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In the final stretch of the Presidential election, President Barack Obama and GOP contender Mitt Romney are spending a lot of time in the swing state of Ohio.
Polls show the two are pretty close in the Buckeye State, with Obama slightly ahead. Polls show similar numbers for the hotly-contested Ohio Senate race, where Democratic incumbent Sherrod Brown is facing Republican state Treasurer Josh Mandel.
(I wrote about this race in the October cover story.)
A lot of out of state money is swinging into Ohio, too. As the Cleveland Plain Dealer reported on October 6, "conservative super PACs and other third-party groups linked to corporations and Republican strategist Karl Rove, some using money from undisclosed donors," have collectively, "spent more against Brown than on anyone else in Congress."
The economy has been bouncing back in Ohio, which is playing a pivotal role in the races. One facet of the recovery was the auto bailout, which Brown championed but Mandel didn't take a stand on. Auto plants are still big in Ohio and in 2010, General Motors began producing the Chevy Cruze at its Lordstown plant, adding 1,200 new jobs to that facility. Production of the Cruze has had ripple effects in other manufacturing plants in Ohio.
Brown explained all this at a July campaign event in Dayton. "Its engine was made in Defiance, Ohio," he told the crowd. "The transmission comes from Toledo, Ohio. The steel comes from Middletown, Ohio. The seats come from Warren, Ohio. The aluminum comes from Cleveland, Ohio. The brackets come from Brunswick, Ohio. The stamping is done in Parma, Ohio."
The Senator noted that the small but steady gains in manufacturing jobs do not make up all the ground lost between 2000-2010, when the country shed five million manufacturing jobs. "It's not enough to put all your neighbors back to work. It's not enough to put you back to work," he said. "But we are going in the right direction."
Dayton lies in the western part of Ohio, just south of the counties represented by House Speaker John Boehner. Like other parts of the state, Montgomery County has seen manufacturing leave the area over the past ten years. Obama eked out a victory in Montgomery County, but the surrounding counties went for McCain. Southwestern Ohio is a place where Brown's opponent, thirty-four-year old Mandel, the state's treasurer, could do well.
And while Brown has been talking about the improving jobs situation, so have the Ohio Republicans.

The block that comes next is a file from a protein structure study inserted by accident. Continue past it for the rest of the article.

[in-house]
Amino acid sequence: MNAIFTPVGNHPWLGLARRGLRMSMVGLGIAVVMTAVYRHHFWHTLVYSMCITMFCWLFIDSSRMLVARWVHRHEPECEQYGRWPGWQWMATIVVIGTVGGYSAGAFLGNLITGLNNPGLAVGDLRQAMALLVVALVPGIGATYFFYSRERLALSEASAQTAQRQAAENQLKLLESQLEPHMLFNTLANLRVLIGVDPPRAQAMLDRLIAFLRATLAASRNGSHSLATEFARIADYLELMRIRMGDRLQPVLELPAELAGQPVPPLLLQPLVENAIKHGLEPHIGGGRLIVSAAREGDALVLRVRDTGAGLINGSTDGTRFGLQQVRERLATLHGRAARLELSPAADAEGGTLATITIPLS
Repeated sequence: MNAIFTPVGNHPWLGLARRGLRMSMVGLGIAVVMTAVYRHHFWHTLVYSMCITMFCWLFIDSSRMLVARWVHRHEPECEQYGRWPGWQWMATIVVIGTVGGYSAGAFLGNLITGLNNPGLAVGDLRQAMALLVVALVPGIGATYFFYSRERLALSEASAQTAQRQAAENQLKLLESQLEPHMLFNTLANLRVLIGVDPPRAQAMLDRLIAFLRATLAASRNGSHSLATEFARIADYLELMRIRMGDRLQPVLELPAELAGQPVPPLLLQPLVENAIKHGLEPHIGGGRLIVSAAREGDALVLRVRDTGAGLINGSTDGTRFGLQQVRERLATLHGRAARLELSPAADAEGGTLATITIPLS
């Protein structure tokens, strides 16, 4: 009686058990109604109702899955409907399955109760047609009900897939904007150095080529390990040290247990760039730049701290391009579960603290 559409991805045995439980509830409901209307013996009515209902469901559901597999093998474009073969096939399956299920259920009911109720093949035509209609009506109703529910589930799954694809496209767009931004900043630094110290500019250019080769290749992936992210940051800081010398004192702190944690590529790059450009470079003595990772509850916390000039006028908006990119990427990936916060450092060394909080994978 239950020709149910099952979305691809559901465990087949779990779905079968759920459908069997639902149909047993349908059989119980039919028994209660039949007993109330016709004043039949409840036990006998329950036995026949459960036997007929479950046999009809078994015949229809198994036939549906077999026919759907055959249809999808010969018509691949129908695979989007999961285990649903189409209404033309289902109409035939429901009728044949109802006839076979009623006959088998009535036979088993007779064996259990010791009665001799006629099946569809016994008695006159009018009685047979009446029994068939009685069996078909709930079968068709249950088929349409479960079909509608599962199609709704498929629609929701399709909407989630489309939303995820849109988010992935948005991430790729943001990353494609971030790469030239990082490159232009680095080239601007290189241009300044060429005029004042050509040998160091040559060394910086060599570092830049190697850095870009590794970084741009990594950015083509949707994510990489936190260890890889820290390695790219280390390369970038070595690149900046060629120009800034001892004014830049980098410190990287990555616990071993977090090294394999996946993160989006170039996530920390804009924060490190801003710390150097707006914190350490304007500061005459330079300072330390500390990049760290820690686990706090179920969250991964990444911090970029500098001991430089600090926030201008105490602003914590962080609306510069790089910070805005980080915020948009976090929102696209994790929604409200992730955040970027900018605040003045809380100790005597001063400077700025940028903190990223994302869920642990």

Republican Governor John Kasich, who won office in 2010 in a wave of conservative triumphs across the state, has been boasting about the economic recovery, including the auto industry. But when Mitt Romney comes to Ohio, he often denounces the disastrous economy. Kasich ends up sounding more like Obama than the GOP nominee.
It would be unwise, though, to assume that all autoworkers will be supporting Brown or Obama in November. Parts of Ohio, especially the north, could be considered "Reagan Democrats" territory. The moniker refers to working class, socially conservative whites in Macomb County, Michigan, who voted for Ronald Reagan in 1980 and 1984, after supporting Democrats in the 1960s and 1970s.
White working class voters without college education are the "independent voters" of 2012. The Republicans nationally now count them among their base -- alongside their other base, millionaires.
Plus, Ohio a swing state for a reason: people in the state go back and forth when it comes to Election Day. Voters threw out Mike DeWine in 2006 when Brown took his Senate seat. But they voted for DeWine again in 2010 when he ran for Attorney General.
Ohio is a big, complicated state, Seth Rosen, a longtime organizer for the Communications Workers of America, told me in April (Rosen passed away unexpectedly in July). "Folks can be truly conflicted about stuff -- they can be pro-bail out and pro-life," he said.
If you liked this story by Elizabeth DiNovella, the Culture Editor of The Progressive magazine, check out her story "Lady Parts Justice."
Follow Elizabeth DiNovella @lizdinovella on Twitter.